Test of Honour is really racking up the post count on the blog this month. This post is about magnetising the models’ bases for both using with the group multi-bases and for storage.
The game utilises a large 60mm base to mount up to three of the smaller 25mm bases on, effectively becoming a movement tray for small groups of models. This multi-base in game represents the small area that a group of models both control and support each other within. What I wanted to do was magnetise the models so that models were unlikely to fall over or get knocked off the multi-base easily and make it easier to move the multi-base around with the models mounted on it. Continue reading
I had seen this simple conversion on the Warlord Games website and wanted to try it out myself – with my own little twist. It is the standard Bow/Yumi arms adjusted slightly to give a completely different look to the model. I have been undecided in what combination of models I wanted to build the bowmen/musketmen sprues. So to give myself some options for the future I decided to make one of my standard models stand out from the crowd so I could use him as a Sergeant of Archery if required.
There are no work in progress pictures for this model, just a brief description of the process and a series of pictures of the finished conversion.
Test of Honour requires token being drawn blind to determine the models activated. To do this it is suggested to draw the tokens from a bag or cup. My immediate thought was – ‘oooh can I find a Samurai/Japan/Far East themed dice bag for this?’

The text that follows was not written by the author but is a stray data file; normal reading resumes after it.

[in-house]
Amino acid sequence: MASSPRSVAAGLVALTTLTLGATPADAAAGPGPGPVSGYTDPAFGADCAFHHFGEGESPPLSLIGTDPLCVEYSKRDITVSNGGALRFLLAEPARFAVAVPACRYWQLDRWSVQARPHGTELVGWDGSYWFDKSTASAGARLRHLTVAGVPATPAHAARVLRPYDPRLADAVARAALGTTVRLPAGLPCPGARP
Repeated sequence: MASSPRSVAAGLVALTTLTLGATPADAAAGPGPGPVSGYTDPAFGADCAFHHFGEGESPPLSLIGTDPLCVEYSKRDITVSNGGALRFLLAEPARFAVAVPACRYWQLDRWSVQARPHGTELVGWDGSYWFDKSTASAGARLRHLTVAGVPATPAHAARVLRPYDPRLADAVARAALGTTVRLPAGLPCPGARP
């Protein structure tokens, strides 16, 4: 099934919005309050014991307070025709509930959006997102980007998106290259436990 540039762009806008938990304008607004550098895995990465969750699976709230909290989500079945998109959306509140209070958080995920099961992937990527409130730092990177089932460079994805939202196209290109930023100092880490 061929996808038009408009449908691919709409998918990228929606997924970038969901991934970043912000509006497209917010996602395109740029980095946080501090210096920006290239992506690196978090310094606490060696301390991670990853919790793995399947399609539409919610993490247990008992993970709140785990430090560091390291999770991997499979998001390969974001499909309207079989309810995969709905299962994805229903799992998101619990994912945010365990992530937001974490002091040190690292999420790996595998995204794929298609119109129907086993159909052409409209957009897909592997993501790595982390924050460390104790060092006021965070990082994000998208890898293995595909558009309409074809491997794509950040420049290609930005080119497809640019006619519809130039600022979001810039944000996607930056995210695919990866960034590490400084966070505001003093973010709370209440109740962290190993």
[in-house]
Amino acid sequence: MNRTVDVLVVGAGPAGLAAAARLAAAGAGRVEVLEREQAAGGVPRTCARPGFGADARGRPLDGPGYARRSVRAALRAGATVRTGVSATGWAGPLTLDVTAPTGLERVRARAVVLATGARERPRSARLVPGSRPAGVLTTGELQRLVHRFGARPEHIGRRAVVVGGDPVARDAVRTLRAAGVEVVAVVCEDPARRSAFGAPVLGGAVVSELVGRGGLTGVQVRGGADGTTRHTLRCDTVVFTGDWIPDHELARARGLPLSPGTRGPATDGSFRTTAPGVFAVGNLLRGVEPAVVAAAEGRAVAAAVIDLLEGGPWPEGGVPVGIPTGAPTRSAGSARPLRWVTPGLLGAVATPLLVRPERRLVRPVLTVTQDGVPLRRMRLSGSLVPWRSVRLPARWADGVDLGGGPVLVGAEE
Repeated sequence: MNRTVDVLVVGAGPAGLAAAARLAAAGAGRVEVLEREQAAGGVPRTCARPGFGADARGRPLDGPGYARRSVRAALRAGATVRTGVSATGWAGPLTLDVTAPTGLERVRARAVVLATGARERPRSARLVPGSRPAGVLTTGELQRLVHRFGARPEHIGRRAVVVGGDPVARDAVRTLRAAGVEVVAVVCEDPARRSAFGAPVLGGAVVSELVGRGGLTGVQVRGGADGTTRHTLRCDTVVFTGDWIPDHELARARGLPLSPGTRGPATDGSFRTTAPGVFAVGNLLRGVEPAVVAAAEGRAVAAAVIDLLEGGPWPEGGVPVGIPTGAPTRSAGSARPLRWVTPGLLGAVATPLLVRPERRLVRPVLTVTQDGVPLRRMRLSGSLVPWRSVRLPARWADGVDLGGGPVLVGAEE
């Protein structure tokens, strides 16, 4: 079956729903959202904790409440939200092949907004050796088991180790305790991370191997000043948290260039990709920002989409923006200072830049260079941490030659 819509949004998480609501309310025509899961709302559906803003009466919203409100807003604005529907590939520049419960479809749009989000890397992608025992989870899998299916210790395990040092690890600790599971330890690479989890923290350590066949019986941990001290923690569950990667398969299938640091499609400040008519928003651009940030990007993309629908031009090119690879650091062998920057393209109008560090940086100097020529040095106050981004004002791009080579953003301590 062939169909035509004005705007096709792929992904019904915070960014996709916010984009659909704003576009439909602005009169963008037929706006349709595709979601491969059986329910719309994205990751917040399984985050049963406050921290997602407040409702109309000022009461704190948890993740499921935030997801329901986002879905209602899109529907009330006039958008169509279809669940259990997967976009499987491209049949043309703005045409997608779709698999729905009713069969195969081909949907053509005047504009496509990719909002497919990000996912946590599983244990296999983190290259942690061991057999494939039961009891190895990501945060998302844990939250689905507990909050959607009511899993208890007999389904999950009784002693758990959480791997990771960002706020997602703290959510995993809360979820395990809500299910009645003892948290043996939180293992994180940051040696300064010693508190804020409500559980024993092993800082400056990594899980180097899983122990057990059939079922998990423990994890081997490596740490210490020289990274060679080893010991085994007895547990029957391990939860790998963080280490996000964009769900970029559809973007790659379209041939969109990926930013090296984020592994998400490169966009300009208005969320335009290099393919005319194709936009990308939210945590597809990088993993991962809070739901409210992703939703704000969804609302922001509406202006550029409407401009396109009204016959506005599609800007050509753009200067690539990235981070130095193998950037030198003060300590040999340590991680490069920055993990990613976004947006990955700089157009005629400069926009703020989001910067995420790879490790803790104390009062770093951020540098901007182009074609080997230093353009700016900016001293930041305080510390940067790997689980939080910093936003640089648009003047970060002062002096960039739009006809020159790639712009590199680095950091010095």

The last few days my spare hobby time has been taken up with assembling models for Test Of Honour. When I first opened the box and looked at all the components on the sprue, I have to admit I felt a little daunted. All those options! What would I build?!
I started on the force required for the first mission from the battle book. My previous post shows the first of this assembly spree. When clipping the parts off the sprue I began to think that these would be fiddley models to put together. However, I haven’t used hard plastic polystyrene models for some time and I had forgotten what an easy material it is to work with when building models. The mould lines (what little there were) were easily scrapped off with little effort. With the use of polystyrene cement even the most fiddly of two-handed weapon poses were simple to put together. Especially in comparison to the models like the old metal PP Steelhead Halberdiers. I have really enjoyed building these models.
Where the hell did March go?
I’ve failed to do any miniature hobbying for over an entire month now. I have a half written post on painting my IA stormtroopers from the back end of February. Three partially built and painted Zen Terrain Hab buildings that I was supposed to be painting up for the Mayacast 2017 Q1 Masterglass competition. I started those in January, got side tracked by IA models, and I’ve ended up completely failing to get those done for the deadline.
Still April is looking good so far. I’ve built some models, for a completely different game!